Putting dukes up won't be easy

No. 12 Terps to battle overconfidence against winless Blue Devils

Maryland notebook

College Football

October 15, 2001|By Christian Ewell | Christian Ewell,SUN STAFF

Maryland coach Ralph Friedgen could have his biggest challenge in motivating his football team this week.

After an upset victory on the road against Georgia Tech, good for a promotion to No. 12 in the Associated Press rankings and No. 14 in the ESPN/USA Today coaches' poll yesterday, whatever the team does for an encore this Saturday will come against Duke, a team with an 18-game losing streak.

The need for a sober approach is obvious, Friedgen said. Despite the Terps' 6-0 record (4-0 Atlantic Coast Conference), extra wins won't hurt heading into their game in Tallahassee against stumbling yet dangerous Florida State.

"A win against Duke counts the same as a win vs. Florida State," the coach said. "We need to forget Georgia Tech and start to focus on Duke."

After days off on Friday and Saturday, Maryland players returned for study hall yesterday with practice to resume today. Eastern Michigan was their last opponent rated as low as the Blue Devils (0-6, 0-4). Unfazed, the Terps defeated Eastern Michigan, 50-3, on Sept. 8.

Maryland's best start since 1978, coupled with Duke's continued struggles, lends a Goliath-David context to the game. Still, Friedgen said Duke is due for a win, just as his squad was due for a victory on Thursday against then-No. 15 Georgia Tech to break a string of 34 straight losses against ranked teams.

Moreover, the coach said his team should be wary of slipping in what is shaping up to be a tight ACC race. Two future opponents - Florida State and Clemson - have one league loss each, while another, North Carolina State, sits two games back.

For the league title, "I wouldn't be surprised to see two losses tie," said Friedgen, who added he might also appeal to his team's fear of going bowl-less again. "I'm going to tell them that even though we're bowl-eligible, we don't have to be picked for a bowl. We have to keep winning."

Hours pay off in 2 minutes

The fruits from two of the situational drills Maryland uses in practice were plainly visible during the last two minutes of the Georgia Tech game.

The Terps' two-minute drill had been painstakingly rehearsed, with success coming in fits and starts during the fall camp. Only recently had the team been effective with it in game situations, at the end of the first half against West Virginia.

But it shined for all to see Thursday. Maryland was trailing Georgia Tech with little more than a minute to go, and Shaun Hill completed five of seven passes for 51 yards before spiking the ball with five seconds left to stop the clock.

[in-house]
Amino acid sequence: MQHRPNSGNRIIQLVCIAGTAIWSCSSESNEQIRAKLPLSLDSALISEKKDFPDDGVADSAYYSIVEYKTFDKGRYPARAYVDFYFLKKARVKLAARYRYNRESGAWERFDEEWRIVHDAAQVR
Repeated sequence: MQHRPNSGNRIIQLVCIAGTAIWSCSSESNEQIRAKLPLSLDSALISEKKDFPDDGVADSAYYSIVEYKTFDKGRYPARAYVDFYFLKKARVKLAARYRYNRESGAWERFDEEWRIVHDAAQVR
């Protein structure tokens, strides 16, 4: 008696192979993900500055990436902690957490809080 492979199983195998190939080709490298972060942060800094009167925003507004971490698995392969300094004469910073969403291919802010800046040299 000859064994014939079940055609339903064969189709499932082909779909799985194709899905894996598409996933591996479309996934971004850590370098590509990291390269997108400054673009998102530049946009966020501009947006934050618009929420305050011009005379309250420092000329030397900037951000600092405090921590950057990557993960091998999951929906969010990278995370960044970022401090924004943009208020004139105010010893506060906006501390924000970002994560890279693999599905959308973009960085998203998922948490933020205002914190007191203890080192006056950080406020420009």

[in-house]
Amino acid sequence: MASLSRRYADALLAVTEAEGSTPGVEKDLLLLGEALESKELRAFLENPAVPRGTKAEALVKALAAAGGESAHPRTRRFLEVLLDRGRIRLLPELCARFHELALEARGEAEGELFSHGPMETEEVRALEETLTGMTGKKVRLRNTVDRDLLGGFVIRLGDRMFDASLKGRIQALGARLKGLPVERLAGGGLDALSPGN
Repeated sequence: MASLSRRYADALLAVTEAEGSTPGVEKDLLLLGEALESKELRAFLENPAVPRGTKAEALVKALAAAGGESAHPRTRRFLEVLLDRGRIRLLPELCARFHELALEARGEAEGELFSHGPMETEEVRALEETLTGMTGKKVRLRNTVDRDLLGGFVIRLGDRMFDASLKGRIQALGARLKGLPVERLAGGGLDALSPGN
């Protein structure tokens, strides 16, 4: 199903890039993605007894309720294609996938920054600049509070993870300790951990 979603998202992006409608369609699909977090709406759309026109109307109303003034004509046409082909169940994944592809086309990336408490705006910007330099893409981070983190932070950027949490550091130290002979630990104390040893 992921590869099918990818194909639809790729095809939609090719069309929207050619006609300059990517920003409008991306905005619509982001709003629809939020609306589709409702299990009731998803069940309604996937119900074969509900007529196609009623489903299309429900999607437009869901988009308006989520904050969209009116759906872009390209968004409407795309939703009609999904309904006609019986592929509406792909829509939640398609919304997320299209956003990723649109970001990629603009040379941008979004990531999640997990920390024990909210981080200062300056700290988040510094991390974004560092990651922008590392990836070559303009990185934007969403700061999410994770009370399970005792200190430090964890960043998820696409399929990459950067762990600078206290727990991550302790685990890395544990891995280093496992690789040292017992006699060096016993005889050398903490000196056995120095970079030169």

"We take a lot of pride in it in practice," Hill said. "We hadn't had much success in them until two or three weeks ago. ... It paid off."

After Hill spiked the ball, the kicking unit ran onto the field. The only thing missing was Friedgen yelling "white-white," his cue for the group to prepare for a field goal at the end of practices. He counts down from about five seconds, wherein a kick must be attempted.

The clock was stopped on Thursday night before Nick Novak hit a 46-yarder to send the game into overtime.

Miscellaneous

Tailback Bruce Perry, who had led the nation in rushing since Sept. 22, fell to fifth (145.0 yards per game) after gaining 49 yards on 18 carries against Georgia Tech. ... Friedgen said he was happy with the play of first-year players Randy Starks and Rich Parson. Starks was the one who pushed a Georgia Tech offensive lineman into tailback Joe Burns in overtime, causing a fumble that Terps safety Randall Jones recovered to end the game. Parson was the decoy on an end-around that Jafar Williams ran in for a touchdown in the second quarter, but also caught two passes for 23 yards, including the 17-yarder that immediately preceded Novak's kick to tie the game. ... The team was greeted by 40 or 50 students on campus Friday morning when it returned from Atlanta, and also received an ovation from fans at basketball's Midnight Madness event early Saturday morning. ... Wide receiver Daryl Whitmer (knee) may return for the Duke game.

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